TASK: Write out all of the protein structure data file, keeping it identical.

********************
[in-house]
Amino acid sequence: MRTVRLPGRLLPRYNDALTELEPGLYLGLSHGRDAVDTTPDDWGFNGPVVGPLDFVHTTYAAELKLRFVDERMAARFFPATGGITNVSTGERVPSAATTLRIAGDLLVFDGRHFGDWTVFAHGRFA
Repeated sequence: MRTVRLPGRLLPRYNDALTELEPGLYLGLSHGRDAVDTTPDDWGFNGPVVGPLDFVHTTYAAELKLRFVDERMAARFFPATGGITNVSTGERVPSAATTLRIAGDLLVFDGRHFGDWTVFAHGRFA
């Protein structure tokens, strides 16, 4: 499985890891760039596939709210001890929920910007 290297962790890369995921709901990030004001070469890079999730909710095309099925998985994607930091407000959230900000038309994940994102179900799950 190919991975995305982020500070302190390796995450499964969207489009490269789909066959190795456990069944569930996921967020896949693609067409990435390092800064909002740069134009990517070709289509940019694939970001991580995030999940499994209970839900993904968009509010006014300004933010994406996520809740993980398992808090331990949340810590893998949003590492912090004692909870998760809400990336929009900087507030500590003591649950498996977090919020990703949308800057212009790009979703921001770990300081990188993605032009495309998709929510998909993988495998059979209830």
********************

[in-house]
Amino acid sequence: MRTVRLPGRLLPRYNDALTELEPGLYLGLSHGRDAVDTTPDDWGFNGPVVGPLDFVHTTYAAELKLRFVDERMAARFFPATGGITNVSTGERVPSAATTLRIAGDLLVFDGRHFGDWTVFAHGRFA
Repeated sequence: MRTVRLPGRLLPRYNDALTELEPGLYLGLSHGRDAVDTTPDDWGFNGPVVGPLDFVHTTYAAELKLRFVDERMAARFFPATGGITNVSTGERVPSAATTLRIAGDLLVFDGRHFGDWTVFAHGRFA
């Protein structure tokens, strides 16, 4: 499985890891760039596939709210001890929920910007 290297962790890369995921709901990030004001070469890079999730909710095309099925998985994607930091407000959230900000038309994940994102179900799950 190919991975995305982020500070302190390796995450499964969207489009490269789909066959190795456990069944569930996921967020896949693609067409990435390092800064909002740069134009990517070709289509940019694939970001991580995030999940499994209970839900993904968009509010006014300004933010994406996520809740993980398992808090331990949340810590893998949003590492912090004692909870998760809400990336929009900087507030500590003591649950498996977090919020990703949308800057212009790009979703921001770990300081990188993605032009495309998709929510998909993988495998059979209830």